The SWAMP tool facilitates the determination of wastewater generation across scales and, based on that, the comparison of cost estimates for the expansion of wastewater treatment and reuse infrastructure.
The SWAMP tool was developed during the SALAM initiative. It enables a regional wastewater and reuse master planning with high spatial resolution. The tool was developed to forecast the wastewater potential for the year 2050 for Jordan and the West Bank and to estimate the required investments in wastewater disposal and reuse infrastructure.
The SWAMP tool addresses the following questions for the development of wastewater master plans:
- Where and how much wastewater is generated locally?
- Where and how much wastewater is already being treated?
- Where and how much wastewater will need to be treated in the future?
- How should the wastewater be collected?
- Where and how should the wastewater be treated?
- Where the treated wastewater should be reused?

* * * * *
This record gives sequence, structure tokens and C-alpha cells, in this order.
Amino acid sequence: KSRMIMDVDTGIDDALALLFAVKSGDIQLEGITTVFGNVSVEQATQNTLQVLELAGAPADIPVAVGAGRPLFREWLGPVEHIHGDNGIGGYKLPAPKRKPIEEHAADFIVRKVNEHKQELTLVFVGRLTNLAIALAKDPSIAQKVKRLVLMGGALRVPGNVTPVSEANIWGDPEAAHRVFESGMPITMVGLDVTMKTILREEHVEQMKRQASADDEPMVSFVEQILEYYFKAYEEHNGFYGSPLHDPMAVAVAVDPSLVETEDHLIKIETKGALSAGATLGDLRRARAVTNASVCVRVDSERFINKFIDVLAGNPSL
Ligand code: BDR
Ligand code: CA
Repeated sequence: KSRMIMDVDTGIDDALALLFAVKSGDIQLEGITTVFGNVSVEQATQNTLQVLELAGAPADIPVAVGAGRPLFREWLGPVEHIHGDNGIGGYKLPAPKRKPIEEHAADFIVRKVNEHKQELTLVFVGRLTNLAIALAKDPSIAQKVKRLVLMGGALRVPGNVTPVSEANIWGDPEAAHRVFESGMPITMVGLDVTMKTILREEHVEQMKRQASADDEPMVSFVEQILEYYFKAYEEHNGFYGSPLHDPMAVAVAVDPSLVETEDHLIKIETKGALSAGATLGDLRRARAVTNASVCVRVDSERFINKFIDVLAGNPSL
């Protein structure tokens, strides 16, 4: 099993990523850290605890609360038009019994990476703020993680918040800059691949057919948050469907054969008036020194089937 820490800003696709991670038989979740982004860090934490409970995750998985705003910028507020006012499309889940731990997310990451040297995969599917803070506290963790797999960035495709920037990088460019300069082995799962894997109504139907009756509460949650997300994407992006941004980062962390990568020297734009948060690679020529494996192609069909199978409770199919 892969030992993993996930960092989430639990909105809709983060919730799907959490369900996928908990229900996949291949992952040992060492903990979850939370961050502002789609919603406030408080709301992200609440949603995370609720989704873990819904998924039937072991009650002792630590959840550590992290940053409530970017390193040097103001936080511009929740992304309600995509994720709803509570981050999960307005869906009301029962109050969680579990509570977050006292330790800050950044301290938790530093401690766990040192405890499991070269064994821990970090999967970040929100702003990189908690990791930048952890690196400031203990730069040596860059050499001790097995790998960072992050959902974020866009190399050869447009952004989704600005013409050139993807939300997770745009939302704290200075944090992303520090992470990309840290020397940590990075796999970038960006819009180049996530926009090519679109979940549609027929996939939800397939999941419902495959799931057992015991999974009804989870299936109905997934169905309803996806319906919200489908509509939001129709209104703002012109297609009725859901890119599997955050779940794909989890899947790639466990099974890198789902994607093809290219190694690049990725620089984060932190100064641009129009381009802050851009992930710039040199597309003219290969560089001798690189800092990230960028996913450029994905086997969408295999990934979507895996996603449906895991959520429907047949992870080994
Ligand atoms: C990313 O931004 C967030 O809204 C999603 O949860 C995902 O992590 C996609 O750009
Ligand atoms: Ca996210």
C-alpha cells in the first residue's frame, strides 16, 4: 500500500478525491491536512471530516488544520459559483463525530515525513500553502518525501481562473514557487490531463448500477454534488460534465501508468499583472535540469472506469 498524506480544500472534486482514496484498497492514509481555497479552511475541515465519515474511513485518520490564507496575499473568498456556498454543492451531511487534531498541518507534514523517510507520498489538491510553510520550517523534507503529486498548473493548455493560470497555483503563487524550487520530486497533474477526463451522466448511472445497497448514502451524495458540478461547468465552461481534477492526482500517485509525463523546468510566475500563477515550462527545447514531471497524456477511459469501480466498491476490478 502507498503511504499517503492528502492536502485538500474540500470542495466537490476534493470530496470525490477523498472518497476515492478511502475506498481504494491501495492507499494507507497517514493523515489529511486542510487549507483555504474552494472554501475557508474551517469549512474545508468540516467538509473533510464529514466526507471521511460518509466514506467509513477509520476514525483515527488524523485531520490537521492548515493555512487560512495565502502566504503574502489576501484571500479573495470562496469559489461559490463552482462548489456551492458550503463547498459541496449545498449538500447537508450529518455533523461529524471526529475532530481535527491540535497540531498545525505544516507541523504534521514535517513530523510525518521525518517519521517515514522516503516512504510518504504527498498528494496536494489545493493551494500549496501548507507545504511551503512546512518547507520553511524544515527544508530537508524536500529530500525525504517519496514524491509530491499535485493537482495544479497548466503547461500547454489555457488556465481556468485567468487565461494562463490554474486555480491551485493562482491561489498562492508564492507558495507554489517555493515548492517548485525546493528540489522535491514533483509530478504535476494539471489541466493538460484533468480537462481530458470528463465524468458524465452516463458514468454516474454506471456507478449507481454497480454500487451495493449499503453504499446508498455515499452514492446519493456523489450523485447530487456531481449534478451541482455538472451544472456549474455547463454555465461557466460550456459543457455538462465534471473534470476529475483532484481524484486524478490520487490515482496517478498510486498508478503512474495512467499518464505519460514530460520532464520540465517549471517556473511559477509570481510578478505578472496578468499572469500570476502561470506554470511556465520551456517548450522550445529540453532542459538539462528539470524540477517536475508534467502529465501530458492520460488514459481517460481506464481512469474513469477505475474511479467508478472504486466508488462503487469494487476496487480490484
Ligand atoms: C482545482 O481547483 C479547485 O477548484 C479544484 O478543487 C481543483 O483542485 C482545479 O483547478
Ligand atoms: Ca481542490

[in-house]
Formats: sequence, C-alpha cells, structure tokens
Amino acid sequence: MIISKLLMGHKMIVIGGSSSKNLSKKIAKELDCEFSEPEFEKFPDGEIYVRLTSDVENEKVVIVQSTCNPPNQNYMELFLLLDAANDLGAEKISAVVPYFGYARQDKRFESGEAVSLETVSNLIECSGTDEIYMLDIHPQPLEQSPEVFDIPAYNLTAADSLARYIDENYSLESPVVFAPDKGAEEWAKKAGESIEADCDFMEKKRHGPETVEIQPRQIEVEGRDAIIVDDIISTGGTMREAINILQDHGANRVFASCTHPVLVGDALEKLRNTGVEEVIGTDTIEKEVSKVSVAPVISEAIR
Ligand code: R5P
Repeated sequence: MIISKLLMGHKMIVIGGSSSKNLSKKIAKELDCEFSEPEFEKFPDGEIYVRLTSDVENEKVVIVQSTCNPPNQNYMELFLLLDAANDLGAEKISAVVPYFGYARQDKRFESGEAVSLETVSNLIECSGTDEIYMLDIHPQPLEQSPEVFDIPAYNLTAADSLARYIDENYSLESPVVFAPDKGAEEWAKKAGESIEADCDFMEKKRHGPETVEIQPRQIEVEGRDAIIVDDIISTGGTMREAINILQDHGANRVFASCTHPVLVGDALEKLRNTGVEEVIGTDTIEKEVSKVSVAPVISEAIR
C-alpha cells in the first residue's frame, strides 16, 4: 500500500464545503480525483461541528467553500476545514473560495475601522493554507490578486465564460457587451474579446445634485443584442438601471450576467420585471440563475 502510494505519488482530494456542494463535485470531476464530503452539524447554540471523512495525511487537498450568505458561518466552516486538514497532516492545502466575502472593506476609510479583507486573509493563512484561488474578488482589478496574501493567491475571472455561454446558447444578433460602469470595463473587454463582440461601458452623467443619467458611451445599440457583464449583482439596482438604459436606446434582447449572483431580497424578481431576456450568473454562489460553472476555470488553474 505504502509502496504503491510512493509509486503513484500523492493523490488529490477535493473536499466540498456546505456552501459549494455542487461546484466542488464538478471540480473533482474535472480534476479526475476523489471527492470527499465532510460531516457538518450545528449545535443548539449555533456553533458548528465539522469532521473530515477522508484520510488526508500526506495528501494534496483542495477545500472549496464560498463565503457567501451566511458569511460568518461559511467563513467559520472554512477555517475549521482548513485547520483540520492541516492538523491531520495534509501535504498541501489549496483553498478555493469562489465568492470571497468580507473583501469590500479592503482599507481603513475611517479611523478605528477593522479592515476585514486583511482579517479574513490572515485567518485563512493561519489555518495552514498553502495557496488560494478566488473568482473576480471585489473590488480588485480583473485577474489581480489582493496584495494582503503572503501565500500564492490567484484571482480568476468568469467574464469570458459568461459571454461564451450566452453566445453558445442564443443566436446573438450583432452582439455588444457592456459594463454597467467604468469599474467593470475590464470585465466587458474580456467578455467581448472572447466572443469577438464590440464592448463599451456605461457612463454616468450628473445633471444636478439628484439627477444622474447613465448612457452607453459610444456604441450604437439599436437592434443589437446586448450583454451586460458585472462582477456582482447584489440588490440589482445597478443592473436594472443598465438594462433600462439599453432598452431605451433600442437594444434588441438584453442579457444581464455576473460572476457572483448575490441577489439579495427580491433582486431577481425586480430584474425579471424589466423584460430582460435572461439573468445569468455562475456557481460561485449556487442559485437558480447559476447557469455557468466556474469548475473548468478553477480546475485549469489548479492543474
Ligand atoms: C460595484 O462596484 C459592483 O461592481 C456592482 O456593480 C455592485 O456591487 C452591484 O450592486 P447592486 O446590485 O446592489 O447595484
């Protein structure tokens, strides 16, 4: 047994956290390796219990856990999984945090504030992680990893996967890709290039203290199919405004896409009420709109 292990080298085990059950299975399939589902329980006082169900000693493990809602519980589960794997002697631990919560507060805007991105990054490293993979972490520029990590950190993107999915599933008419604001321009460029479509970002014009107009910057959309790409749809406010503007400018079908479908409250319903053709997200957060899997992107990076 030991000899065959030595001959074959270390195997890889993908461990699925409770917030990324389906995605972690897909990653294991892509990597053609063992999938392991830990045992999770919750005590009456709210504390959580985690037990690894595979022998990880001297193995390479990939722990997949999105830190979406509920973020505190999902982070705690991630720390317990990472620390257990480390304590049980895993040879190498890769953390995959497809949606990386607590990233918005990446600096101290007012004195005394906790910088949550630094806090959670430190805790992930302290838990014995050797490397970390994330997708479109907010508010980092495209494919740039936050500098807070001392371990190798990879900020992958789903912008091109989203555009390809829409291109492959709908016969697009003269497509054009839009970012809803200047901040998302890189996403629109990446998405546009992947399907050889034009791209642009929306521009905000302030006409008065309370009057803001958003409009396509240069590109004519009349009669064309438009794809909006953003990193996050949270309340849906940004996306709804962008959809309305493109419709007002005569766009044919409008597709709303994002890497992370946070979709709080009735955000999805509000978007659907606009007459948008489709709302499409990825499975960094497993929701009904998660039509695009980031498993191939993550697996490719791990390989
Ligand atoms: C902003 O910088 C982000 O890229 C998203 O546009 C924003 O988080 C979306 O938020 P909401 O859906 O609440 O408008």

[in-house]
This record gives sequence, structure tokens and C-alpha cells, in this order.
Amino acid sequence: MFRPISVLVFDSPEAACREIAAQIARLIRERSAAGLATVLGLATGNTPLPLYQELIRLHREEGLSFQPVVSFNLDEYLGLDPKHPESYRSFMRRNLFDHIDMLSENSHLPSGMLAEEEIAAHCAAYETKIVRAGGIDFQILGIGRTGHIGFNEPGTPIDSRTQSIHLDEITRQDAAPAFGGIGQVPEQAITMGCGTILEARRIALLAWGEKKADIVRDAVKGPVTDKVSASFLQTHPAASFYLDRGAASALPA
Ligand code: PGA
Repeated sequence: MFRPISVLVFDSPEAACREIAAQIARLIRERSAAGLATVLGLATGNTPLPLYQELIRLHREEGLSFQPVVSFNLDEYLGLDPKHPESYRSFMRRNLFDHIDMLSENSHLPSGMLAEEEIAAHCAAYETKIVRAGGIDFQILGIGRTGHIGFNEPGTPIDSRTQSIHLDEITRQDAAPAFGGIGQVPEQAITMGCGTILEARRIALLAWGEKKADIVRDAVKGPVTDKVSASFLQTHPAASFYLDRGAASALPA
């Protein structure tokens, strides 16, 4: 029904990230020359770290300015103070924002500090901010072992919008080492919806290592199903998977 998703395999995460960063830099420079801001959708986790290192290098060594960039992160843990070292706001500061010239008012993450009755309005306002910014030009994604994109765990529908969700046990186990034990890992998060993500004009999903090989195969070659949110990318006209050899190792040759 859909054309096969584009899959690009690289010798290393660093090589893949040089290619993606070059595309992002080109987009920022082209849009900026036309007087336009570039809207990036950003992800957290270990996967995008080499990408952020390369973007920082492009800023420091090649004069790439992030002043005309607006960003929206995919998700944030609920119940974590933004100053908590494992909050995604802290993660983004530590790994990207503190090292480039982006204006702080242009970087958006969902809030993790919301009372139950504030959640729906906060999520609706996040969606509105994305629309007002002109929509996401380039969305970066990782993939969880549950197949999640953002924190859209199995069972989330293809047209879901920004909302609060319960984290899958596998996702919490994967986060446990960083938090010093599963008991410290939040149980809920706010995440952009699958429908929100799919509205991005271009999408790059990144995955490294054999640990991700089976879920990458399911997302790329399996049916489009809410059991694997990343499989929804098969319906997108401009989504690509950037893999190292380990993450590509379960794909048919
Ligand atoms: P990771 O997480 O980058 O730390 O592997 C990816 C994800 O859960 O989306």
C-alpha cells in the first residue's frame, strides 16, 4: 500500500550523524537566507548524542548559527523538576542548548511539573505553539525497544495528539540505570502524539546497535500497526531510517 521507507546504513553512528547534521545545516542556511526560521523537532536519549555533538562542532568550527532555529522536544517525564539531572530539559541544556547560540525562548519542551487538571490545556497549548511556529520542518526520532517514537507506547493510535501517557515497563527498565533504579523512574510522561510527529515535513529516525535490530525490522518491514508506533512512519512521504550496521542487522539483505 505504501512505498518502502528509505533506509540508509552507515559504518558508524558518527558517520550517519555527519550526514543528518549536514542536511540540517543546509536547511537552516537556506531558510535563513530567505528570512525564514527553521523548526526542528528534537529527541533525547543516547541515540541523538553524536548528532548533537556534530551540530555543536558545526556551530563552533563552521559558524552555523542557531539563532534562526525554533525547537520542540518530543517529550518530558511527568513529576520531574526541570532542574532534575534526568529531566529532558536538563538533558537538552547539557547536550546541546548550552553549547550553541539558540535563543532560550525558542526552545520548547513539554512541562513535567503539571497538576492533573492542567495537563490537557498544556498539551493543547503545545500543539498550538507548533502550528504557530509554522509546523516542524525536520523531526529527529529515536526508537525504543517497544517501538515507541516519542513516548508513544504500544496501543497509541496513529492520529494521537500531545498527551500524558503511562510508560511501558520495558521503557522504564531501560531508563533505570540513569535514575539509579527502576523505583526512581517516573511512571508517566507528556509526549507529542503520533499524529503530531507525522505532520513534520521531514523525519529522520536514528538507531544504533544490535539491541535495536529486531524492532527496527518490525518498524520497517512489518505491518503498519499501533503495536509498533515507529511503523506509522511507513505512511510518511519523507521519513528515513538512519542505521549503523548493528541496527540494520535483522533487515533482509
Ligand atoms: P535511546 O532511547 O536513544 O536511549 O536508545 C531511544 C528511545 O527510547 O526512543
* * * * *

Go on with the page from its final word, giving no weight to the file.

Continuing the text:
- How should the treated wastewater be transported?
- What are the costs of alternative wastewater disposal and reuse options?
The basis for the regional wastewater management and reuse are raster data (250 m x 250 m) on built-up area and population density generated from open-source data (Global Human Settlement Layer, 2019). A dataset of 34,230 cells for Jordan and a dataset of 10,170 cells for the West Bank were created by extracting the spatial data. These data were cross-checked and supplemented with local information such as population, villages, governorates, road network, topography, connection degree, and water consumption to generate detailed proxy data for each grid cell.
The SWAMP tool is thus transferable to other regions and allows, at different scales (regional, local), both an assessment of the current wastewater management situation and the development of technical expansion options and forecasts of wastewater generation and potential reuse of treated wastewater.